UN says Libyan sides sign countrywide cease-fire deal

The head of the Libyan Arab Armed Forces delegation A. Amhimmid Mohamed Alamami (L) and head of the Government of National Accord’s (GNA) military delegation Ahmed Ali Abushahma shake hands next to deputy special representative of the UN Secretary-General for Political Affairs in Libya Stephanie Williams. (AFP)
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Updated 23 October 2020

UN says Libyan sides sign countrywide cease-fire deal

  • Libya is split between a UN-supported government in the capital, Tripoli, and rival authorities based in the east
  • Libya’s prized light crude has long featured in the country’s civil war, with rival militias and foreign powers jostling for control of Africa’s largest oil reserves

GENEVA: The United Nations said Friday that the two sides in Libyan military talks had reached a “historic achievement” with a permanent cease-fire agreement across the war-torn North African country.
After mediation this week led by UN envoy for Libya Stephanie Turco Williams, the 5+5 Joint Military Commission reached what the UN called an “important turning point toward peace and stability in Libya.”
Details were not immediately available, but the two sides were taking part in a signing ceremony in Geneva on Friday morning.
Libya is split between a UN-supported government in the capital, Tripoli, and rival authorities based in the east. The two sides are backed by an array of local militias as well as regional and foreign powers. The country was plunged into chaos after the 2011 NATO-backed uprising that toppled and killed longtime dictator Muammar Qaddafi.
“The road to a permanent cease-fire deal was often long and difficult,” Williams, a former US State Department official, said in Arabic at the signing ceremony.
“Before us is a lot of work in the coming days and weeks in order to implement the commitments of the agreement,” she said. “It is essential to continue work as quickly as possible in order to alleviate the many problems due to this conflict facing the Libyan people.”
“We have to give people hope of a better future,” Williams added. She expressed hope the agreement will succeed “in ending the suffering of Libyans and allowing those displaced by the conflict to return to their homes.”
Ali Abushahma, the head of the delegation and a field commander for the UN-supported administration in Tripoli, said: “We have had enough suffering, enough bloodshed ... We hope we will change the suffering on all the territories of Libya, especially in the south.”
“I appeal to all Libya: Be one hand,” he said, warning about polarization by factions.
The meetings this week mark the fourth round of talks involving the Joint Military Commission under Williams’ watch. The Geneva-based military talks come ahead of a political forum in Tunisia in November. That forum aims to “generate consensus on a unified governance framework and arrangements that will lead to the holding of national elections,” the UN mission said.
On Wednesday, Williams had said the two warring factions agreed on issues that “directly impact the lives and welfare of the Libyan people,” citing agreements to open air and land routes in the country, to work to ease inflammatory rhetoric in Libyan media, and to help kickstart Libya’s vital oil industry.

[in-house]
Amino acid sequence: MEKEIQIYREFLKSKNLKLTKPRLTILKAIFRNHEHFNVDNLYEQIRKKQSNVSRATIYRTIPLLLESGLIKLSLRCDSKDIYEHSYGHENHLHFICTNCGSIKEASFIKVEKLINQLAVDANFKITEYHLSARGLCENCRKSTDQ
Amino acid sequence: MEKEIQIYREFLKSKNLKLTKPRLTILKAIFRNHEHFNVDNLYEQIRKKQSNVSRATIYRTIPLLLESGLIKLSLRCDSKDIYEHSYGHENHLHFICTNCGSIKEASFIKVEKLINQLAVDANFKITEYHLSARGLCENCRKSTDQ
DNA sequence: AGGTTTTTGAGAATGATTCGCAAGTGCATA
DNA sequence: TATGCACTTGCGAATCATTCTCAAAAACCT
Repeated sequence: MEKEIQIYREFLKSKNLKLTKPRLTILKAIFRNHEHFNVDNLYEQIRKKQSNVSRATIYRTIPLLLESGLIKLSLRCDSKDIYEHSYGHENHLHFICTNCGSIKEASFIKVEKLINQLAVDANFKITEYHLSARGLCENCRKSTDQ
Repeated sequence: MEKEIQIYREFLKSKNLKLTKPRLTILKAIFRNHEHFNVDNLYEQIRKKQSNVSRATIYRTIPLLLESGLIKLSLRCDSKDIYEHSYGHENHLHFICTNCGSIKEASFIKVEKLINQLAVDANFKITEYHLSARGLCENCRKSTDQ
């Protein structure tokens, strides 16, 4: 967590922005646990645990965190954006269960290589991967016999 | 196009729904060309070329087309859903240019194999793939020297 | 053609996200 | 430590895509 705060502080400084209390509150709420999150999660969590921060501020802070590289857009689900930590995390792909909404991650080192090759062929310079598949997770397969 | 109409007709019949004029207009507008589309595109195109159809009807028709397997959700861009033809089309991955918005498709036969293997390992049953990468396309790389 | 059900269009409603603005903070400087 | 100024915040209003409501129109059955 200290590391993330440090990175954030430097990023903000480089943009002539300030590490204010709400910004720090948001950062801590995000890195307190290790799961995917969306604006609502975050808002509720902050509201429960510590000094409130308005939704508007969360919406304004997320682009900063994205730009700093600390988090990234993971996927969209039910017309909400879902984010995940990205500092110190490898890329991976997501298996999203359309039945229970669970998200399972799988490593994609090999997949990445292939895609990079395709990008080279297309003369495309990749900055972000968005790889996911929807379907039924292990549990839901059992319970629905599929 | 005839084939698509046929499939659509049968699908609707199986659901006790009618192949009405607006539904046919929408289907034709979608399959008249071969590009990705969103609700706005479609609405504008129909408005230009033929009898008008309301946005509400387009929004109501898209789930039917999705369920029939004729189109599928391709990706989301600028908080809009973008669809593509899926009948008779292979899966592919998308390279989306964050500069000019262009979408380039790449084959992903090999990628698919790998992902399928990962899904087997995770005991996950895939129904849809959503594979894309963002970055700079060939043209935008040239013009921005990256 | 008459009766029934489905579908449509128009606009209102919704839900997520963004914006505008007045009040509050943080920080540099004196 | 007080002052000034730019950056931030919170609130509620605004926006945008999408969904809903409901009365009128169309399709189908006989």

Saudi Arabia’s foreign ministry welcomed the ceasefire deal and said that it hoped the agreement would pave the way for security and stability in Libya. 
Libya’s prized light crude has long featured in the country’s civil war, with rival militias and foreign powers jostling for control of Africa’s largest oil reserves.
Last month, the two sides reached preliminary agreements to exchange prisoners and open up air and land transit across the country’s divided territory. This breakthrough also accompanied the resumption of oil production after a months-long blockade by powerful tribes allied with military commander Khalifa Haftar, the leader of the eastern-based forces.
Haftar’s forces launched an offensive in April 2019 to try and capture Tripoli, the seat of the UN-supported government in the west. But his campaign collapsed in June.
Fighting has since died down amid international pressure on both sides to avert an attack on the strategic city of Sirte, the gateway to Libya’s major oil export terminals.


Turkey orders detention of 82 military personnel over suspected Gulen links -Anadolu

Updated 17 min 56 sec ago

Turkey orders detention of 82 military personnel over suspected Gulen links -Anadolu

ISTANBUL: Turkey ordered the detention of 82 military personnel in an operation targeting supporters of the Muslim preacher who Ankara says was behind a failed coup in 2016, state-owned Anadolu news agency said on Tuesday.
Operations targeting the network of US-based cleric Fethullah Gulen have continued under a four-year-long crackdown since the attempted coup in July 2016. Gulen denies involvement in the putsch attempt, in which some 250 people were killed.
Tuesday’s operation was spread over 39 provinces and 63 people have already been detained, Anadolu said. Of the suspects, 70 were on active duty.
The detentions were ordered by the chief prosecutor in the western coastal province of Izmir, Anadolu said, adding that it also took steps to sack 848 military personnel, including high ranking officers, over links to the network.
Since the coup attempt, about 80,000 people have been held pending trial and some 150,000 civil servants, military personnel and others have been sacked or suspended. More than 20,000 people had been expelled from the Turkish military alone.
Last week, a Turkish court sentenced leaders of the attempted coup to life in jail, convicting hundreds of army officers, pilots and civilians over the failed bid to topple President Tayyip Erdogan.